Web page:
Yellowjackets tells the story of a high school girls’ soccer team that survives a plane crash in the Canadian wilderness. As they navigate survival in the wild, the narrative follows their slow descent from a complicated soccer team to a warring tribe of cannibals and barbaric savages. All the while, the TV series sporadically shifts between the 90s (during the time of the accident) and the modern day, where we follow the surviving characters as they navigate their lives and try to piece together the past.

Despite it’s very specific plot line, Yellowjackets truly has everything. It’s a high school coming-of-age story, a murder mystery, psychological horror, survival horror and dark comedy all rolled into one. For screenwriters, it is something to truly marvel at. From strong female characters to the brutal scenes that define each character, Yellowjackets sets the bar for even the most ambitious screenwriter.

Despite the underlying horror and trauma in Yellowjackets, the writers somehow manage to inject some of the wackiest and most brilliant moments of dark comedy

Foodie Love

If screenwriting is an art, then Foodie Love is its final masterpiece. Countless love stories have made their way onto film, but very few are as creative and uninhibited as Foodie Love. On the surface, Foodie Love is a simple 8-episode romance that follows a couple who meet through a dating app for food lovers. Over the course of weeks, they embark on a journey filled with bottomless passion and gastronomy.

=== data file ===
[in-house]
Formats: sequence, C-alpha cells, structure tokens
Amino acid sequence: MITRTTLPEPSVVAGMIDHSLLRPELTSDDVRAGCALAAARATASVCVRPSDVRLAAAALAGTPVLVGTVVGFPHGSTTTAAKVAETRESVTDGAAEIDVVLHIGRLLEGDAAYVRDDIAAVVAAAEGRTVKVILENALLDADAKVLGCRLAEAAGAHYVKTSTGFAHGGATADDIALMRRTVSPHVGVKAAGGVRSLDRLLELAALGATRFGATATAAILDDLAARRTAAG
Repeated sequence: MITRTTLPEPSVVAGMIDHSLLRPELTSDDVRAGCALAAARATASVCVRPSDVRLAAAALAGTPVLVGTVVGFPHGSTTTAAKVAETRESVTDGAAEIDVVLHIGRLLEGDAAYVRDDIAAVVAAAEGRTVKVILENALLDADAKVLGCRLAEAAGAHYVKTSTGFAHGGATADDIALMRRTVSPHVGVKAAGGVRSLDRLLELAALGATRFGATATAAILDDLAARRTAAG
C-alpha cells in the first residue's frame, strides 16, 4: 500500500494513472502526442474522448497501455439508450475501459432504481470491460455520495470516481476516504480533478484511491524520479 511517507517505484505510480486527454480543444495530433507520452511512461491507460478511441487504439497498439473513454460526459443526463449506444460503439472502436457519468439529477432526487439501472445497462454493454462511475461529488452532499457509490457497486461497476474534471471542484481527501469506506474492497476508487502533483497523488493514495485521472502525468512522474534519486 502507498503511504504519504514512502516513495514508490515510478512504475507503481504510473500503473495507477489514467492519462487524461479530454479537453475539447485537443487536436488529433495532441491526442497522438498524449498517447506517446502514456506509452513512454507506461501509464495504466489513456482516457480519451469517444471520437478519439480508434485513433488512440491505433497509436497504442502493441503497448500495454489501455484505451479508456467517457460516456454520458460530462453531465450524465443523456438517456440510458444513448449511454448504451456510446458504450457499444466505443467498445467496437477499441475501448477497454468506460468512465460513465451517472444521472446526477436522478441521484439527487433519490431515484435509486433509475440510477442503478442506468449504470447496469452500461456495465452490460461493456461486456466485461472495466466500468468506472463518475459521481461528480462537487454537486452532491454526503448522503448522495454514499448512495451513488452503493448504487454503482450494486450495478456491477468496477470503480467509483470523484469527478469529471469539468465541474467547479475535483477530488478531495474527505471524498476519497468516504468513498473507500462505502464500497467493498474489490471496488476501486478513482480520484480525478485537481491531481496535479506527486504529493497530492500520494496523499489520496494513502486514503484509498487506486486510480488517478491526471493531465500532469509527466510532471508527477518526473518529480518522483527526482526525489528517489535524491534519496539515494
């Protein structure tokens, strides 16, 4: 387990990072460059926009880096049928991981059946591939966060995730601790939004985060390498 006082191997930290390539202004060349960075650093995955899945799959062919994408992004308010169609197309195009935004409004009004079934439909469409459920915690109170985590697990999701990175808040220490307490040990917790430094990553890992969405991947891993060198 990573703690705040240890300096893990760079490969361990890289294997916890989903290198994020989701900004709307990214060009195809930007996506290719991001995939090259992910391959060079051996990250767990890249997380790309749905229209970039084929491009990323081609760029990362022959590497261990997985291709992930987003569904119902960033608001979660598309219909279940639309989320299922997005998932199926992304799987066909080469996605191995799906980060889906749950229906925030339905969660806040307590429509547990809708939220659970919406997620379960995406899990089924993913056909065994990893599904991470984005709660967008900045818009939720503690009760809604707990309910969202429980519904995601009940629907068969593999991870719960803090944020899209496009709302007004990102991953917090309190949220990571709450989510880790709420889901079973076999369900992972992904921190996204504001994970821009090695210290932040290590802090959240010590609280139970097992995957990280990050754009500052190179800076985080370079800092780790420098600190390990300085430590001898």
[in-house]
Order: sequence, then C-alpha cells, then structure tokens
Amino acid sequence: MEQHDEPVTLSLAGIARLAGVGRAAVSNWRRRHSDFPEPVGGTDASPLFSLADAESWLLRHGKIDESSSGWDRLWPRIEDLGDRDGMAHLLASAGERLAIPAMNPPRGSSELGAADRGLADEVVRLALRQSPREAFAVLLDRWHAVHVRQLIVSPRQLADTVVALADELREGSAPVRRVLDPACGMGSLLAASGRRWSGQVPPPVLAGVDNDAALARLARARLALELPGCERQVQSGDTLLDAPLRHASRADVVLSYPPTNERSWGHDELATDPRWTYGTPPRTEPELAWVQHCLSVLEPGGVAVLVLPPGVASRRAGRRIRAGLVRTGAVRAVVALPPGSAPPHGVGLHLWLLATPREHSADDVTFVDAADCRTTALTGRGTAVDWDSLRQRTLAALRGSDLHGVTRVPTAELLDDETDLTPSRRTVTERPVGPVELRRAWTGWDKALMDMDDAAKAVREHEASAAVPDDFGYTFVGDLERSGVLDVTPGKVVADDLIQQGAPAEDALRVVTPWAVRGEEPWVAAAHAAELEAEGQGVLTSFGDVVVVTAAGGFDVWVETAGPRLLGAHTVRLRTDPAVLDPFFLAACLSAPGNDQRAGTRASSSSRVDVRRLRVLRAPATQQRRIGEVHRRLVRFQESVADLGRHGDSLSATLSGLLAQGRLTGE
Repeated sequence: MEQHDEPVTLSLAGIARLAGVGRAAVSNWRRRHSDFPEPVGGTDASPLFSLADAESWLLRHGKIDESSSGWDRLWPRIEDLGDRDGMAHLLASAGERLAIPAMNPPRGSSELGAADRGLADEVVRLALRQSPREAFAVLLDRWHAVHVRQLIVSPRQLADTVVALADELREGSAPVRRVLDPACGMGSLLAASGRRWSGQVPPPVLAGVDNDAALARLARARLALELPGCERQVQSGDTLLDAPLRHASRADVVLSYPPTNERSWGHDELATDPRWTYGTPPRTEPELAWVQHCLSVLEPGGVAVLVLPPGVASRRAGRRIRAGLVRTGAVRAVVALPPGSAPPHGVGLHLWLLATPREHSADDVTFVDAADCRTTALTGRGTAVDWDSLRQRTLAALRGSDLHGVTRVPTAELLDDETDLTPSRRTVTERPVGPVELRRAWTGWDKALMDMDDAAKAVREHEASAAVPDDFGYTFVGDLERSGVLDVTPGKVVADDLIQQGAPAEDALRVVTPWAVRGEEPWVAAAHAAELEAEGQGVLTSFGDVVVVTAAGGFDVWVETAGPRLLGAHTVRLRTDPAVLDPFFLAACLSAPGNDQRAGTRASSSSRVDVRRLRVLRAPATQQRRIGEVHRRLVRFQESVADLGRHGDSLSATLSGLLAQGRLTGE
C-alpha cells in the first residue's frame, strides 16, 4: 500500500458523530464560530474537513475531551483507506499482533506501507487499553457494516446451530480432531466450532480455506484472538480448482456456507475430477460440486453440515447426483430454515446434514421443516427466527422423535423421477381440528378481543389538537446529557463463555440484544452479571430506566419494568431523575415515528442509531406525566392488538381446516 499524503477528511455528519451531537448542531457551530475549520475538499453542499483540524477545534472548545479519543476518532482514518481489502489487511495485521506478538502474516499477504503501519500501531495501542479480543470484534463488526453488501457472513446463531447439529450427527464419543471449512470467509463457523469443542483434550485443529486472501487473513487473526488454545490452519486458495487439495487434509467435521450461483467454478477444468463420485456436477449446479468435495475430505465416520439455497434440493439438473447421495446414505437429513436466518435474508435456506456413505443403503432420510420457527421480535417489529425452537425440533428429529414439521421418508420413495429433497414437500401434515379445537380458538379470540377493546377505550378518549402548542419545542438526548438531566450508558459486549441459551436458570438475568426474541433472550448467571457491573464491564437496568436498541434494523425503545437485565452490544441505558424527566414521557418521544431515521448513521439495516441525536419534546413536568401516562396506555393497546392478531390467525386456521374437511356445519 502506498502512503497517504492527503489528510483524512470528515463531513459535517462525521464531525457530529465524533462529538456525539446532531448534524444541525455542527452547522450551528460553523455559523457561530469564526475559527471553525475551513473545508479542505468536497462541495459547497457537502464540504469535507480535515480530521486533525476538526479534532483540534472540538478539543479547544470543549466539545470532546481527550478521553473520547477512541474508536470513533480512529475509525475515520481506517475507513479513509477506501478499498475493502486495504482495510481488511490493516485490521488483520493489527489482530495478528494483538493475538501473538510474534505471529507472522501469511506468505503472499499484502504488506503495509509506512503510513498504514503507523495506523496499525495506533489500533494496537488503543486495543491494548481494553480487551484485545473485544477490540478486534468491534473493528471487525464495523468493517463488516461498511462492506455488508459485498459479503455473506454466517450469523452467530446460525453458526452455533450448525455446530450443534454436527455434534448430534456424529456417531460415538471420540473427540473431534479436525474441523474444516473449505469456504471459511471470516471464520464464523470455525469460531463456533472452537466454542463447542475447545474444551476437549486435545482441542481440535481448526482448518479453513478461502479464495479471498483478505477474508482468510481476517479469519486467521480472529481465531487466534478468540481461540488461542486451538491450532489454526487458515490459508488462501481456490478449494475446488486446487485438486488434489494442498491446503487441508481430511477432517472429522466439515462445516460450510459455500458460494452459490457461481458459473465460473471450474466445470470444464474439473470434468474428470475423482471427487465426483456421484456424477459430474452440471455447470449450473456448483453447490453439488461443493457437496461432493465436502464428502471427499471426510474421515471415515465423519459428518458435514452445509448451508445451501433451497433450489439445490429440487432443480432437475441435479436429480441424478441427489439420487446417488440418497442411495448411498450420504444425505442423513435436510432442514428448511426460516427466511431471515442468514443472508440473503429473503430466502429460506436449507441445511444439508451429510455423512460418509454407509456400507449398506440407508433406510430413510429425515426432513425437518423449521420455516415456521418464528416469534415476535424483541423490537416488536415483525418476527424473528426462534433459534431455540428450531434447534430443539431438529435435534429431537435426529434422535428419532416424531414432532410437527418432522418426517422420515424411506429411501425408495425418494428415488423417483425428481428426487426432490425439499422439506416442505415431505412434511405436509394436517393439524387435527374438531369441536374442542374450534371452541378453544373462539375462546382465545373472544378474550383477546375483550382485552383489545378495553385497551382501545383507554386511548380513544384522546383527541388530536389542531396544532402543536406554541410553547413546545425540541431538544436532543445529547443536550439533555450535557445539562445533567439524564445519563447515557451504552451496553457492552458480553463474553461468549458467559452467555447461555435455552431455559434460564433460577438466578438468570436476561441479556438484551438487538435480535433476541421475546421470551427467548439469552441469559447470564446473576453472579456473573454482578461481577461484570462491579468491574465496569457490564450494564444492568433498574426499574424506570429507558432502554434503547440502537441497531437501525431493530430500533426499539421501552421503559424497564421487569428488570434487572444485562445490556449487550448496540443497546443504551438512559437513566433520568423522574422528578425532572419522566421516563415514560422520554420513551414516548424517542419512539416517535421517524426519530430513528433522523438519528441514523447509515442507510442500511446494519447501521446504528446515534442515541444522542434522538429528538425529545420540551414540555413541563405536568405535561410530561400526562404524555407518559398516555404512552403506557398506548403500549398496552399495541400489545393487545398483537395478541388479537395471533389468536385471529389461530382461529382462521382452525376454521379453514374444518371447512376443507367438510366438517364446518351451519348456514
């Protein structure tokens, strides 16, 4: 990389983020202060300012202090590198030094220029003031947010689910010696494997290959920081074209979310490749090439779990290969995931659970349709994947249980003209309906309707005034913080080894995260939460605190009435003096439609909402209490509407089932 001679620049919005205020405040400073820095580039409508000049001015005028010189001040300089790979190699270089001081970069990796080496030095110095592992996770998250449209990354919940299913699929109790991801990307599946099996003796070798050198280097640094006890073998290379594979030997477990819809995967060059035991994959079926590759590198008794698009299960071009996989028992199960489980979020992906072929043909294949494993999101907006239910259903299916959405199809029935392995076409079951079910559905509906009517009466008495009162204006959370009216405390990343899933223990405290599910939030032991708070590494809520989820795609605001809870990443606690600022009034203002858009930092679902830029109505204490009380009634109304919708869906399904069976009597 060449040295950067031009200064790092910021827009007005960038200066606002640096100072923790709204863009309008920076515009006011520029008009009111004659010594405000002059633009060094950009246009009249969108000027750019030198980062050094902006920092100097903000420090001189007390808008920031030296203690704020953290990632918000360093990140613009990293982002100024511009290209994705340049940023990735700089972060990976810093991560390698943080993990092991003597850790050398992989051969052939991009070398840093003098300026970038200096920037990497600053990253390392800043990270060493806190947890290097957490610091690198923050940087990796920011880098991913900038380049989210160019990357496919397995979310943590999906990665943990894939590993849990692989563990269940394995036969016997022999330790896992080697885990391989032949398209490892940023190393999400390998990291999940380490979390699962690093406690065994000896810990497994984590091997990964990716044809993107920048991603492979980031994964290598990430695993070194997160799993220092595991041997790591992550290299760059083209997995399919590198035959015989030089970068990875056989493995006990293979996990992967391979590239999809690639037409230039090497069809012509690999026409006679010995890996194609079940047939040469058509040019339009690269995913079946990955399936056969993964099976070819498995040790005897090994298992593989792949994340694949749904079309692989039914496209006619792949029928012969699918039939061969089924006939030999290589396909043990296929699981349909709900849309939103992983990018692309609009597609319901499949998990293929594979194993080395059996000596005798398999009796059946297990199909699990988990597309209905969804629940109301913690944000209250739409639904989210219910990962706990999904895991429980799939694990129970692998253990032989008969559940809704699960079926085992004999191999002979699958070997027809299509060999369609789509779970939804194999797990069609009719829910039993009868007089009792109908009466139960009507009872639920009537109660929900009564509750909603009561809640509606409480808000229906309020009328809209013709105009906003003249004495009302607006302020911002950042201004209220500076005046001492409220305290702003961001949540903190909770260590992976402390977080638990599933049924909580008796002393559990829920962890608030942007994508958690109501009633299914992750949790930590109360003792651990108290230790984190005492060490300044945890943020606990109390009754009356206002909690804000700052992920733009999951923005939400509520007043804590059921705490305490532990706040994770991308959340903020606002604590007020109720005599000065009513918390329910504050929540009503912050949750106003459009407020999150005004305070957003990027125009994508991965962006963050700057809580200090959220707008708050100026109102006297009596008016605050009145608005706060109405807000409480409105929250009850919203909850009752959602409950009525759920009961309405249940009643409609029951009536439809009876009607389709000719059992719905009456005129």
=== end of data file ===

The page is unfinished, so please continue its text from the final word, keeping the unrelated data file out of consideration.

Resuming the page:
What makes Foodie Love one of the top-tier shows is the screenwriter’s ability to weave the subject of food into the deeply complex relationship between the two protagonists. The two lovers, El and Ella, remain mostly nameless and there is almost no supporting cast throughout the entire series. Nevertheless, it only adds more intimacy to the story. The dialogue becomes laser focused on the desires and sexual tension between the protagonists.

Screenwriter Isabel Coixet fills each intimate scene with perfect, irresistible and sometimes unexplainable chemistry. For screenwriters, the show is a crash course on how to take setting and dialogue and turn it into pure gold. It’s also proof that you actually can write a romantic story devoid of any corny or sappy moments.

Screenwriters are always wary of their script being tied down by repetitive dialogue and lukewarm scenes. Our ultimate challenge is to take that “perfect picture” in our heads and transfer it to paper without losing a single hint of emotion or drama in the process. Foodie Love is perhaps the most uninhibited love story you will ever see on TV, and will inspire you to do just that.

The best way to improve your screenplay is hard work, inspiration and feedback from fellow screenwriters. For a better chance at improving your screenwriting, contact ScriptMother today! We offer effective feedback and a supportive writing community at no cost to you. Improve your script the safer way by joining ScriptMother’s online community.